A cleverly crafted story about a baby born in 1978 and how when you enter and leave the world your gender isn’t important but how your defined by everything in the middle.
Throughout this book you follow Louis / Louise from birth through childhood into adulthood. There are many similarities growing up the same friends and family but different decisions and paths forged by a chain reaction of events as they near adulthood.
When they are both called on to return to their hometown when their Mother becomes poorly, they both have the opportunity to reflect on events that happened prior to them leaving and the impact this has had.
A book that I struggled to put down as after reading Louis’ perspective , I wanted to keeping turning the pages to read Louise’s, as you were never quite sure where the story was going to take you.
It was a unique way to write the story, that I really enjoyed, it’s like reading a mirror image with some events being set in stone and others varying between Louis and Louise. A very memorable story that really makes you think of how times have changed for men and women and how society continues to evolve.
If you could look at one life in two different ways, what would you see?
Louis and Louise are separated by a single moment in time, a strike of chance that decided their future. The day they were born is when their story began.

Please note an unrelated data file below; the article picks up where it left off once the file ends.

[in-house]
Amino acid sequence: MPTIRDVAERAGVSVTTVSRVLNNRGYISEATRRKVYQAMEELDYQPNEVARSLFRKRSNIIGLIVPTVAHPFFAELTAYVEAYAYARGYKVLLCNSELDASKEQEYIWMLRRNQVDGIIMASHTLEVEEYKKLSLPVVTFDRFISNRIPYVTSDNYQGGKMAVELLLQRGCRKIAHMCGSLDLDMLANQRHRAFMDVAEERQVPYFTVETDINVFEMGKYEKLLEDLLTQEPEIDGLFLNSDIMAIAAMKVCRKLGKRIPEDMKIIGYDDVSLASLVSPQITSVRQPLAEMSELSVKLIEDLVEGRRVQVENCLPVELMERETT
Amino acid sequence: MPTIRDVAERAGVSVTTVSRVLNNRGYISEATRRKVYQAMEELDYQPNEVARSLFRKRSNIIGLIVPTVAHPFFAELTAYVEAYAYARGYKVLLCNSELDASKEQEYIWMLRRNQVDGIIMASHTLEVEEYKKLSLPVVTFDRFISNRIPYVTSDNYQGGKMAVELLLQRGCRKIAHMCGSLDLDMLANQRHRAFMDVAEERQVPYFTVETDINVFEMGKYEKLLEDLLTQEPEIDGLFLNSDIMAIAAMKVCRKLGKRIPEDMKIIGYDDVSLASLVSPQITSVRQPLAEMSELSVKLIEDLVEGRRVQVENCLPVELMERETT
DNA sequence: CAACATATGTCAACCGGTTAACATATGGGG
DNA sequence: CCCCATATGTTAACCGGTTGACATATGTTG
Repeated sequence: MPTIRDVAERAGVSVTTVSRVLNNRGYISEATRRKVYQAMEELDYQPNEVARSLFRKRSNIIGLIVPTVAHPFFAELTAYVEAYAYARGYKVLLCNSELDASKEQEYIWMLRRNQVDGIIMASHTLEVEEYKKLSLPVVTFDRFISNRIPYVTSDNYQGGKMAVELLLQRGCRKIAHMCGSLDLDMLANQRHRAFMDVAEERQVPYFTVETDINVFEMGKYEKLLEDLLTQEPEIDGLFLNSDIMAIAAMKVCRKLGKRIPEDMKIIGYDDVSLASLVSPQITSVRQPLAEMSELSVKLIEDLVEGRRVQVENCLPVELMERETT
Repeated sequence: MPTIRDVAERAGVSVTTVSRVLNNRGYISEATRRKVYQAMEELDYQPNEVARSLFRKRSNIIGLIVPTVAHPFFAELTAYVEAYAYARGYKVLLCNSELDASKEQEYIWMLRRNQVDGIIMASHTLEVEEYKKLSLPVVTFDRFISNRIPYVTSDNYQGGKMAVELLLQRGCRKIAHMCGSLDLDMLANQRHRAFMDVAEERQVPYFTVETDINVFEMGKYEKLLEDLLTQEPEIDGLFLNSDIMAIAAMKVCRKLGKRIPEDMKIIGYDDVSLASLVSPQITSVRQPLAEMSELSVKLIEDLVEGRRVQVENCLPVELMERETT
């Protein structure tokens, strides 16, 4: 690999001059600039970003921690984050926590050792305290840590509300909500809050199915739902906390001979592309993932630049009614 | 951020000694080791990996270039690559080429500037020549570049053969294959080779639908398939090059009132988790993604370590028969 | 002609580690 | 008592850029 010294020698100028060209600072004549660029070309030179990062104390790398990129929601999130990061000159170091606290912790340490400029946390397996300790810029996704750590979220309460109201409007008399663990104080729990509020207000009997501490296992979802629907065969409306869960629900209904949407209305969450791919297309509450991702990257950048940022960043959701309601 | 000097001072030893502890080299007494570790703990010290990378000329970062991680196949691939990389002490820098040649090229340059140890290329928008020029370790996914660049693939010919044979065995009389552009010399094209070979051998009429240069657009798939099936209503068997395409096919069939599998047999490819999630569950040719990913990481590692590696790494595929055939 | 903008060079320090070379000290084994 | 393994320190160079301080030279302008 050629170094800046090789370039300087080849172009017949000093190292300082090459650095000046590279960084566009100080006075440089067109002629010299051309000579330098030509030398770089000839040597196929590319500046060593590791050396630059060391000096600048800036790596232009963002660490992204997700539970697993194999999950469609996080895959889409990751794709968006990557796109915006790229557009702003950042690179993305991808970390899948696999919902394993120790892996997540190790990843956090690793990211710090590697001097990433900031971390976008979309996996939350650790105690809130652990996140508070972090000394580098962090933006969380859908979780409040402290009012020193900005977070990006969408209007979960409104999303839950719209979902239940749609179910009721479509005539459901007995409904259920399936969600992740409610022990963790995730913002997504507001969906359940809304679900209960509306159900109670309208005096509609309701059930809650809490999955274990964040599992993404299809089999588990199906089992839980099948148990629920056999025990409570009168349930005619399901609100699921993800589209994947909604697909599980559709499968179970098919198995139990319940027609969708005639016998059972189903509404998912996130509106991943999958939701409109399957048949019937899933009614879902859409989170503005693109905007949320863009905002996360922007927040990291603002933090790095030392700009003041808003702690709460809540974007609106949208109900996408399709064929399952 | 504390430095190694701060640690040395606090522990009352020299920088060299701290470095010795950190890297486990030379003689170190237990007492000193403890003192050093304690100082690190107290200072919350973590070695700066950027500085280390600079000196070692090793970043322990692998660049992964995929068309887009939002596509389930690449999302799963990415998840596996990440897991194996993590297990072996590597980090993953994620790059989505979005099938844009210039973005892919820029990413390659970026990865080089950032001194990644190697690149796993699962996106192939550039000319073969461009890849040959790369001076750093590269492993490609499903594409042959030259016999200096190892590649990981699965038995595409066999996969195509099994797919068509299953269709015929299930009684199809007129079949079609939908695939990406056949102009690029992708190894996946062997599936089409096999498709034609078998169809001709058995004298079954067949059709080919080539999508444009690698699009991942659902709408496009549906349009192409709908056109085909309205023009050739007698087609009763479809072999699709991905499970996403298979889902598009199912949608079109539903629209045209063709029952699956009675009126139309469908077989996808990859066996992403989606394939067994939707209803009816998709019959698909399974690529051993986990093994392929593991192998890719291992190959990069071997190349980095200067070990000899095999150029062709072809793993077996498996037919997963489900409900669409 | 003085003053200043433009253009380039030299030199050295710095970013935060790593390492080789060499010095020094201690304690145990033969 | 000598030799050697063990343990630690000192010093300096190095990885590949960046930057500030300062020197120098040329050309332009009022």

In one, Louis David Alder is born a male.
In the other, Louise Dawn Alder is born a female.
Louis and Louise are the same in many ways – they have the same best friends, the same parents, the same dream of being a writer and leaving their hometown in Maine as soon as they can. But because of their gender, everything looks different. Certain things will happen in their lives to shape them, hurt them, build them back up again. But what will bring them back home?
About the Author
Julie Cohen grew up in the western mountains of Maine. Her house was just up the hill from the library and she spent many hours walking back and forth, her nose in a book. She studied English Literature at Brown University and Cambridge University and is a popular speaker and teacher of creative writing, including classes for The Guardian and Literature Wales. Her books have been translated into fifteen languages and have sold nearly a million copies; DEAR THING was a Richard and Judy Book Club pick. Julie lives in Berkshire with her husband, son and a terrier of dubious origin.
You can find Julie on Twitter: @julie_cohen or you can visit her website: http://www.julie-cohen.com.